Stratus adds Hyper-V virt to fault tolerant servers

A new Westmere-EP box, too

Maximizing your infrastructure through virtualization

While server virtualisation and live migration give customers flexibility and a certain amount of disaster recovery and high availability, some customers - particularly in financial services and healthcare - still need fault tolerance. And that is why Stratus Technologies still exists.

This is also why the company must support popular x64 hypervisors as well as Windows and Linux operating systems on its ftServer lineup.

Stratus added support for VMware's GSX Server type 2 (or hosted) hypervisor atop Windows or Linux running on its ftServer fully redundant and lockstepped two-socket x64 servers, and in December 2008 added support for the bare-metal ESX Server 3.02 hypervisor. Stratus jumped the ESX 3.5 release but added support for the ESX Server 4.0 hypervisor late last year.

Denny Lane, director of product and marketing management at Stratus, says that the company has the latest ESX Server 4.1 hypervisor support running in the labs, but may wait until the next dot release comes out from VMware. The next dot release is expected next summer, ahead of VMworld, if past trends are any indication of future product releases (VMware hasn't said.)

Back at the end of 2008, Stratus was expecting to get Microsoft's Hyper-V bare-metal hypervisor running on the ftServers perhaps by the end of 2009. A lot depended on when Microsoft got the R2 update of Hyper-V and its related Windows Server 2008 out the door. But it took a bit longer than expected for R2 to get into the field, and Stratus always has a lag in time between when any new piece of software comes out and when it can offer support for it, since it is guaranteeing six nines of availability on its ftServer machines. The software really does have to be ready for primetime before Stratus will allow it onto the box.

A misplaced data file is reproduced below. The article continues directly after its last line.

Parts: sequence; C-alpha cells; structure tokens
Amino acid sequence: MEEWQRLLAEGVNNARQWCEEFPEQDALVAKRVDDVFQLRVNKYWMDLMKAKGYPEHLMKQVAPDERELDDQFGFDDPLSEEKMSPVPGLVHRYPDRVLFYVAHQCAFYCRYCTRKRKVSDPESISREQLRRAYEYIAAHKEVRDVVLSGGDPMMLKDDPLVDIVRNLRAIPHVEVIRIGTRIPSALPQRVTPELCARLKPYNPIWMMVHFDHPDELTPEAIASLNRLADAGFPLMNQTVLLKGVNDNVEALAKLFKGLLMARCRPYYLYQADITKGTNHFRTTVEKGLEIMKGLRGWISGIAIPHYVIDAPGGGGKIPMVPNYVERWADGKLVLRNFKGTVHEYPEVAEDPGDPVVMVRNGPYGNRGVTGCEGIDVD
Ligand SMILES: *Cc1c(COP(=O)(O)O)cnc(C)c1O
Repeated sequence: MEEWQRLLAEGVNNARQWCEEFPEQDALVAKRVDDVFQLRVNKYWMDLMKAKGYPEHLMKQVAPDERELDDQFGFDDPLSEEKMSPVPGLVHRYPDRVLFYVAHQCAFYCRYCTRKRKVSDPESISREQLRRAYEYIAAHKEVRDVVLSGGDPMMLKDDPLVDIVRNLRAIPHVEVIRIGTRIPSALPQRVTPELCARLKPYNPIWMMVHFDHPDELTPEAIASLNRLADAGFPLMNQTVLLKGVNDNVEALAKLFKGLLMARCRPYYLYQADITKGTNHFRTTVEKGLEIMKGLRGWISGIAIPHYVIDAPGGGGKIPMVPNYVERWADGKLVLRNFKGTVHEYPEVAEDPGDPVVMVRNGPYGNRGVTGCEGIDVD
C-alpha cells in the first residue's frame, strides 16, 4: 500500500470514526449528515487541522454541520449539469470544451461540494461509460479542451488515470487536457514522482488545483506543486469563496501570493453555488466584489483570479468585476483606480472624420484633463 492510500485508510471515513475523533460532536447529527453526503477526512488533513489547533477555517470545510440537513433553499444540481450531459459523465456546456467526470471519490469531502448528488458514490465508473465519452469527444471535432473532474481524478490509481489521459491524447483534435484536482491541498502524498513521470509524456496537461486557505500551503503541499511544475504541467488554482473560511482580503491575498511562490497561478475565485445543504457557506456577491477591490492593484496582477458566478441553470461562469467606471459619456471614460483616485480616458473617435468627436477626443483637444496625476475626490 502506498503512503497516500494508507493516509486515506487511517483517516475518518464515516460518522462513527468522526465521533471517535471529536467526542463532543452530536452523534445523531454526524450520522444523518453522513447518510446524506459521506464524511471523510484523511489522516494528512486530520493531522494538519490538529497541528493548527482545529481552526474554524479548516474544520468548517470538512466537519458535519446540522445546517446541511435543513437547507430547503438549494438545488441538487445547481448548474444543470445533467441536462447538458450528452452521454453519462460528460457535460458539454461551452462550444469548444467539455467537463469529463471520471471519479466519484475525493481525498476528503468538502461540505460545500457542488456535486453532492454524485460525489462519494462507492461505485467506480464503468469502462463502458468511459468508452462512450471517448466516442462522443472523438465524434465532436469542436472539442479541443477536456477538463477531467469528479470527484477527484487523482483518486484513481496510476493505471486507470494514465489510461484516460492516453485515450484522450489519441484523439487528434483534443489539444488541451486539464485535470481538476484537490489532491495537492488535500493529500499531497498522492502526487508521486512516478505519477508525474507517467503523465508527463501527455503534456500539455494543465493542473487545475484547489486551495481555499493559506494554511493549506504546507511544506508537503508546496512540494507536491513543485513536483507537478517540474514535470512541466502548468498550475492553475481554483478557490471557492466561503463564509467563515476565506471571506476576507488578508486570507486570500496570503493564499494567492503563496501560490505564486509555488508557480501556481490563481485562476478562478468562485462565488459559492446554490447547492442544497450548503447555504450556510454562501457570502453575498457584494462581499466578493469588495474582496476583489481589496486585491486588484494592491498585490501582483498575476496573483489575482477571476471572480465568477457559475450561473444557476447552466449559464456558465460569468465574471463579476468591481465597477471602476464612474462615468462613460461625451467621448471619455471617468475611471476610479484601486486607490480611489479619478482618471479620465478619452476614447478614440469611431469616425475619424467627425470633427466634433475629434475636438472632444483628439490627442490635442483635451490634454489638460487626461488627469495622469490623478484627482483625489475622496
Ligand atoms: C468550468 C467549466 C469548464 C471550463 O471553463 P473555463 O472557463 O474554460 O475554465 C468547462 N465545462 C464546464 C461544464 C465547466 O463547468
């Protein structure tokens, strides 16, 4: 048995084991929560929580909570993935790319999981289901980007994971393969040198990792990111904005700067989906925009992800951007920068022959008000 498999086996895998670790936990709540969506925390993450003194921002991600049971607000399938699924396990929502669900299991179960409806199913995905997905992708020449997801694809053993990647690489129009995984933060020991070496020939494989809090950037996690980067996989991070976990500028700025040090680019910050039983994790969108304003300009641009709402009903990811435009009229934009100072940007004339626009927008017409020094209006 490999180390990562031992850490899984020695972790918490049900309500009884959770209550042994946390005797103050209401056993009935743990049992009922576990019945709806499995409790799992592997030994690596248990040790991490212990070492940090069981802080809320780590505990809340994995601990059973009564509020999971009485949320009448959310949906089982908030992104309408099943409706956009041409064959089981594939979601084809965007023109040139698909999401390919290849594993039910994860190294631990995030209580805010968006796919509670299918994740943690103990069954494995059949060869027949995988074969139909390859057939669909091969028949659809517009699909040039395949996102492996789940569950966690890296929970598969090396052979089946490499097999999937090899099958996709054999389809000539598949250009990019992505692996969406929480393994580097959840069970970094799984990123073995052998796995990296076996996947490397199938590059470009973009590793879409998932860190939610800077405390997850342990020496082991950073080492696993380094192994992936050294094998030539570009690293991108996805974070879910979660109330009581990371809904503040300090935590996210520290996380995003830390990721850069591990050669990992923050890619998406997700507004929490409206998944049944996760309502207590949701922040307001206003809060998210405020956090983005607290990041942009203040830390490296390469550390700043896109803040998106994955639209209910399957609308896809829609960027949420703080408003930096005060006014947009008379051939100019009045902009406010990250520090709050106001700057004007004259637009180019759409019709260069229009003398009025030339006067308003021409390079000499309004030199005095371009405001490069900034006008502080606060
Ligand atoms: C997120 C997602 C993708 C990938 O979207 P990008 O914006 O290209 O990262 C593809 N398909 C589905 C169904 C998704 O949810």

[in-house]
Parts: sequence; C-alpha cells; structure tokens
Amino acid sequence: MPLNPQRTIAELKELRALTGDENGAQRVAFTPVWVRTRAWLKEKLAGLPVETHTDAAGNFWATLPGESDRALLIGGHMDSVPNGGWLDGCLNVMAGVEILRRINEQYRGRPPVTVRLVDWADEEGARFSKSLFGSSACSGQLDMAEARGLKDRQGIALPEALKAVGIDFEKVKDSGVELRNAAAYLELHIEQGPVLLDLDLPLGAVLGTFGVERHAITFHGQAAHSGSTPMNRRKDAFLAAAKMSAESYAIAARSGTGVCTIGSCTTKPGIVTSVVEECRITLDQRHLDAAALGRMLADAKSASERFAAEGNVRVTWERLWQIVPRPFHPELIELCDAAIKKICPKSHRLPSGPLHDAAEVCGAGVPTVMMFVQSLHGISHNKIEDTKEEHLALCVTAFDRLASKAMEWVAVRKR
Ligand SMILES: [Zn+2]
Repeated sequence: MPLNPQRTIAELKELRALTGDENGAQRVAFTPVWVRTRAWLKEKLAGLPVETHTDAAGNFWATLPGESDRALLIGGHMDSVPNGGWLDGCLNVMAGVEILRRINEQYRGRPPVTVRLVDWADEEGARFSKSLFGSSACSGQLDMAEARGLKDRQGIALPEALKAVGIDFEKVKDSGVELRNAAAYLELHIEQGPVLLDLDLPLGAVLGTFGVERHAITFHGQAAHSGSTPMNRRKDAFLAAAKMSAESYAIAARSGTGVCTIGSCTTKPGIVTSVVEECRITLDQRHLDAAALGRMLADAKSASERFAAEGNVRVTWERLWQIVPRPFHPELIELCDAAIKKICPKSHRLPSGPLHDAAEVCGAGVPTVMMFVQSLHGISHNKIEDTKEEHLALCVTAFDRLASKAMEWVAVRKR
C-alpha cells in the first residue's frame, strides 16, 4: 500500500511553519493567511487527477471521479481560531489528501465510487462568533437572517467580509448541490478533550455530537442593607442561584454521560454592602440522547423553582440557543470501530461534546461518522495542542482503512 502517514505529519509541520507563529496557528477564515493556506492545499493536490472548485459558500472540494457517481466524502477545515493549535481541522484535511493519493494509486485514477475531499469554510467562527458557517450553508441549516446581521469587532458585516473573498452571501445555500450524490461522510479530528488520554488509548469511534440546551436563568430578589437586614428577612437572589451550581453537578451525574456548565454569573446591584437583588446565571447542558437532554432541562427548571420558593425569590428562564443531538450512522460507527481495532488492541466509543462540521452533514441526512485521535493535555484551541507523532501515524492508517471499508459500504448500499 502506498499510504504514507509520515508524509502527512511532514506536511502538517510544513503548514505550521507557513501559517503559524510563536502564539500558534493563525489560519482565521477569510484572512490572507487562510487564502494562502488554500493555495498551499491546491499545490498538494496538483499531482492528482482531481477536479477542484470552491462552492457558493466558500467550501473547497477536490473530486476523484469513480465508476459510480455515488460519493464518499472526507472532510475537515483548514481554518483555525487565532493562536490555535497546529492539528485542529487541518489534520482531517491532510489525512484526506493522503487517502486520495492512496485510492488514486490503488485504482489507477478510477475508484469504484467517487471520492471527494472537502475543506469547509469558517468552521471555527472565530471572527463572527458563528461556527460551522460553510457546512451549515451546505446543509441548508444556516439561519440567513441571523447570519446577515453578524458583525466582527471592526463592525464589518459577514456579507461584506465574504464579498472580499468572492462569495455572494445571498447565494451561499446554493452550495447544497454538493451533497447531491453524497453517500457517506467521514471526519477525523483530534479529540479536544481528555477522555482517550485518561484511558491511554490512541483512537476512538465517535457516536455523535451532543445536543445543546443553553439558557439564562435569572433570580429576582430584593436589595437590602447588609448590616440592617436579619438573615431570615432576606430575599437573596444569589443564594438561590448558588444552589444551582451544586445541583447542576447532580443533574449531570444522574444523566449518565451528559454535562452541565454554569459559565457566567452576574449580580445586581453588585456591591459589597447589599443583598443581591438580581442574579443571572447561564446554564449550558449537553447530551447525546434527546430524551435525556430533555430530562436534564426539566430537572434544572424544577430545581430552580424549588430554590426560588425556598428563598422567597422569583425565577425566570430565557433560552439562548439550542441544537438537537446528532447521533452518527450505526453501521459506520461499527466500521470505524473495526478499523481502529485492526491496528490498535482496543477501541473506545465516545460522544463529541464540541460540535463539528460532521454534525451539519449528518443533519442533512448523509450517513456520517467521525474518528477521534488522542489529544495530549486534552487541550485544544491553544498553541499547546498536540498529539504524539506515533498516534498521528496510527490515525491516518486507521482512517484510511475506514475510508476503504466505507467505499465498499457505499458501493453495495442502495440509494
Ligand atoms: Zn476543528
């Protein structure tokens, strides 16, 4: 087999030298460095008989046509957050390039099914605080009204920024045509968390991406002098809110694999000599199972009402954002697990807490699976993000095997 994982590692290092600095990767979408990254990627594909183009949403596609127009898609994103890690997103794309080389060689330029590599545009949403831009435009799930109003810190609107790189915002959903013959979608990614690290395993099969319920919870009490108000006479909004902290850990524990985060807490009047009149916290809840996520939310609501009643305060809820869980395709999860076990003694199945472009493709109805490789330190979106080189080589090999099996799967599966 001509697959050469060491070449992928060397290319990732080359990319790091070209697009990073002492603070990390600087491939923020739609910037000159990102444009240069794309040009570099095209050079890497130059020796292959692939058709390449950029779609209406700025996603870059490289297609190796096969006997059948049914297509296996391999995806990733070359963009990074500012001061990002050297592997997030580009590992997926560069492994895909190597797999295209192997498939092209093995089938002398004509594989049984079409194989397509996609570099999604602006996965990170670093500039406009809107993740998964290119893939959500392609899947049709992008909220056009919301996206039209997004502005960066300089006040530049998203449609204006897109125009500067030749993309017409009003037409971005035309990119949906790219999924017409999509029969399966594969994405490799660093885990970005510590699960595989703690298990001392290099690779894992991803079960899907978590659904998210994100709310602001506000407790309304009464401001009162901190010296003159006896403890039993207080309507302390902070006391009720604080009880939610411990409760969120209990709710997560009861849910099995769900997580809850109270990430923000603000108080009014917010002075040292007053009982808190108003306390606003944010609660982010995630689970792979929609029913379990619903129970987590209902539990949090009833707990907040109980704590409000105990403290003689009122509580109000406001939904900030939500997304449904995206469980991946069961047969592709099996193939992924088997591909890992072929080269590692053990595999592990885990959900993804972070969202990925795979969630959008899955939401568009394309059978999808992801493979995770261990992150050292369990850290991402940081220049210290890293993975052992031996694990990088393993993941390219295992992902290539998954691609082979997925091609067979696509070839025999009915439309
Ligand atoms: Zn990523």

While ESX Server is by far the hypervisor of choice for large enterprises on their x64 iron, Microsoft's Hyper-V is gaining traction among small and medium businesses. "The way we read the tea leaves, Microsoft has a very good chance in the SMB space," says Lane. This is why the company has been itching to get support for Hyper-V R2 onto the ftServers.

Stratus is not particularly keen on Red Hat's open source KVM hypervisor at the moment for its ftServers - mainly because customers are not yet asking for it. As for XenServer from Citrix Systems, Stratus has embraced this other open source hypervisor for its Avance clustering technology for virtualised servers (which runs on any normal x64 boxes and which does not require ftServer-style hardware lockstepping). But Lane says there are no plans to support XenServer on the ftServer line at this time.

The reason why Stratus thinks it has a fighting chance with the ftServers is that fault-tolerance clustering is less complicated than the clustering that Microsoft wants Hyper-V shops to deploy. (The same technical and economic arguments apply to ESX Server, too.) If you use Hyper-V, you need to buy two physical servers, two Fibre Channel switches to shared SAN storage, and put into a dedicated network for failover between the two server nodes so applications and their hypervisors can fail over and recover to the backup box. You need to buy Systems Center with virtualisation plug-ins to manage the whole shebang. If you buy the VMware stack, you need to put ESX Server and whatever vSphere add-ons you like on the two boxes, and then buy a vCenter Server management console. All of this costs money, which is bad, but also requires expertise in HA clustering and failover checking.